Management as a liberal art
BREAKTHROUGH - Elfren S. Cruz (The Philippine Star) - July 26, 2020 - 12:00am

Peter Drucker passed away in 2015 and is still considered as the father of modern management. He conceptualized many modern theories such as management by objectives and the importance of knowledge workers. He wrote 39 books and passed away at the age of 96. He was teaching in the Drucker Graduate School of Management from 1971 to 2005.

While most management schools focus on Drucker’s writings on management, the majority of his works were actually about society. Even in the field of management, he had a philosophy rooted in a humanistic theory of management and government  which was a view of organizations as if people mattered. Today, many if not most of our managers view employees as a liability, a cost that should be minimized and controlled. His approach to organization was keenly focused on the human side of the enterprise with the idea that people have value and dignity and that the role of management is to provide a context in which people can flourish both intellectually and morally.

Drucker once stated that management is a liberal art. He never really expounded on this topic; but, he was stating this view before it became fashionable among business schools. He envisioned a linkage between the liberal arts tradition inherited from Greek and Roman traditions and the pragmatic day to day operations of an organization.  Early in his writing career, he already wrote: “We do not know yet precisely how to link liberal arts and management. We do not know yet what impact this linkage will have on either party – and marriage, even bad ones, always change both partners.”

Karen Linkletter, a student of Drucker’s thoughts wrote: “One crucial element that links the liberal arts and management is the fostering and maintenance of cultural values. Historically, liberal arts training emphasized the cultivation of beliefs, behaviours and opinions that were thought by a given civilization to be of high moral quality (good or right). If management is, as Drucker said , a liberal art then “it must similarly involve the development of shared codes of conduct within an organization.”

The famous management writers Collins and Porras wrote that shared values is part of the framework for a corporate or organization’s vision.

In the early years of the MBA programs, it was assumed that incoming students would have received a liberal arts education. It was assumed that this would provide a moral foundation for young people. Along the way this philosophy was put aside.  Today, the liberal arts are widely proclaimed as irrelevant to business and even society. In his book “Management, Revised Edition” Drucker wrote:  “Management is thus what tradition used to call a liberal art, ‘liberal’ because it deals with the fundamentals of knowledge and self-knowledge, wisdom and leadership; ‘art’ because it is practice and application. Managers should draw on all the knowledge and insights of the humanities and the social sciences, on psychology and philosophy, on economics and history, on ethics as well as on the physical sciences. But they have to focus on effectiveness and results – on healing a sick patient, teaching a student, building a bridge, designing and selling a ‘user friendly’ software program.”

Drucker believed that the liberal arts would bring “wisdom” and “self knowledge” to the practice of management while management can “ be the discipline and practice through and in which the humanities will again acquire recognition, impact and relevance.” Practicing management as a liberal art might return managements to its original, intended professional status.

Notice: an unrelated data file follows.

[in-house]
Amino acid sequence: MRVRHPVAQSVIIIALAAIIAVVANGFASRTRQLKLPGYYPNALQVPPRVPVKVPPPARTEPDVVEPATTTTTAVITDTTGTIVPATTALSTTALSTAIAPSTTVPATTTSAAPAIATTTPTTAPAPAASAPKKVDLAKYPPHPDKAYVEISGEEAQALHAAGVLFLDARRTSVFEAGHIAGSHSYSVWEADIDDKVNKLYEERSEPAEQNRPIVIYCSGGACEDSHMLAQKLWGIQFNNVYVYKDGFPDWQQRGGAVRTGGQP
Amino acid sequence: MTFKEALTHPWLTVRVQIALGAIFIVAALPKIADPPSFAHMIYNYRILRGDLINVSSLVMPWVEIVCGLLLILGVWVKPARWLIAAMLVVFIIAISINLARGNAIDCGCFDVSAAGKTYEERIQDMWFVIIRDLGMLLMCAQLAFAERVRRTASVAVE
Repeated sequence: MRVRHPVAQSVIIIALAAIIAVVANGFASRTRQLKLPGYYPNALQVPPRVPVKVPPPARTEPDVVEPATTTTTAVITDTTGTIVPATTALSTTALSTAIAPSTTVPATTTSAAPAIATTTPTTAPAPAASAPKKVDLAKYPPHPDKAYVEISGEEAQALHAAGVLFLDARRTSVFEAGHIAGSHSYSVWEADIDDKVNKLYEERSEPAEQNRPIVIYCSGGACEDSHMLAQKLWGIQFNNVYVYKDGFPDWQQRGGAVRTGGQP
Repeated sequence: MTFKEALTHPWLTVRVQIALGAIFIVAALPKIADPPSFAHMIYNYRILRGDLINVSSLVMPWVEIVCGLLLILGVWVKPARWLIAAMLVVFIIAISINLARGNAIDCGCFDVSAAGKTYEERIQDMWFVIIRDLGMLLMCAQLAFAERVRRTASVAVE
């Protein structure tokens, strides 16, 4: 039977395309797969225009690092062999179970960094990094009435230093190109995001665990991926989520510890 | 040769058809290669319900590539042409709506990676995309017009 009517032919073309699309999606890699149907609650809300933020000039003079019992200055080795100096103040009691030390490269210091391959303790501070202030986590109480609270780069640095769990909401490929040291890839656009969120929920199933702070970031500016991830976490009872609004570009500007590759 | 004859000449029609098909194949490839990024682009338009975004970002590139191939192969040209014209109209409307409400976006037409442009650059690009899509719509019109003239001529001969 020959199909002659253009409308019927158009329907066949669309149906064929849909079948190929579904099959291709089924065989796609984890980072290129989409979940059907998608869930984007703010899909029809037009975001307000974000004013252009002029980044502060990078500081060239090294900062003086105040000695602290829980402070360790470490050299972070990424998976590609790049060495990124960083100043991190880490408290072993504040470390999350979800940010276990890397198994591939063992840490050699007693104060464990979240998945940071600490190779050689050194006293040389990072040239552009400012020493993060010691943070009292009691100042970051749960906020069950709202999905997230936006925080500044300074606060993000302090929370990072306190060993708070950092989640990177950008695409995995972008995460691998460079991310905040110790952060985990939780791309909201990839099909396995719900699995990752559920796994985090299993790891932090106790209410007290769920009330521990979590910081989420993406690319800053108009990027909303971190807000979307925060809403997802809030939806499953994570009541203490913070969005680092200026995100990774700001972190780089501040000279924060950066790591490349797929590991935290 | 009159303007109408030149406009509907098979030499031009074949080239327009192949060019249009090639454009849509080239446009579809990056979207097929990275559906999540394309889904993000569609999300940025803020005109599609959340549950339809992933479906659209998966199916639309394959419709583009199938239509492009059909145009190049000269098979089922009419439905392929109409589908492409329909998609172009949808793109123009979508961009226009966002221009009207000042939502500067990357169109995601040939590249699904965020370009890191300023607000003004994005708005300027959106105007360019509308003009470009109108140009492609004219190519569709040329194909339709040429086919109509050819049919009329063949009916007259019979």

The concept of management being a liberal art would return management to the original ideals of liberal arts education that were fundamental to the concept of  professionalism in business and to Drucker’s ideal concept of the professional manager as an “educated person.”

Drucker was very fervent about the role of human being and the dignity, growth and development of the human being while at work. Collins, another business guru, once wrote: “To view other human beings as merely a means to an end, rather than ends in themselves, struck Drucker as profoundly immoral.  And as much as he wrote about institutions and society, I believe he cared most deeply about the individual.”

Drucker was very much ahead of his times. He was already pointing out  that one troublesome evidence is the grave imbalance between executive and worker compensation which today  is one of the major causes of income inequality.

Dean Ira Jackson of the Drucker Graduate School of Management  offered a summary of Drucker’s many insights and observations  that continue to shape our understanding of how society, business and organization generally function:

• We live in a knowledge society.

• Employees are an asset, not a liability, and knowledge workers need to be respected and engaged, not directed or controlled.

• Management is about doing things right; leadership is all about doing the right  thing.

• A healthy economy cannot survive in a sick society.

• The social sector is growing in importance.

• Managers need to manage and motivate themselves before they can manage and motivate others.

• Every business must continually innovate and market if it is to survive and succeed.

• It is important to “see what is visible and not yet seen” and to act upon the future that already exists.

• As Drucker’s insight found, “the best way to predict the future is to create it.”

Peter Drucker continues to be incredibly relevant especially during these turbulent times.

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Email: elfrencruz@gmail.com

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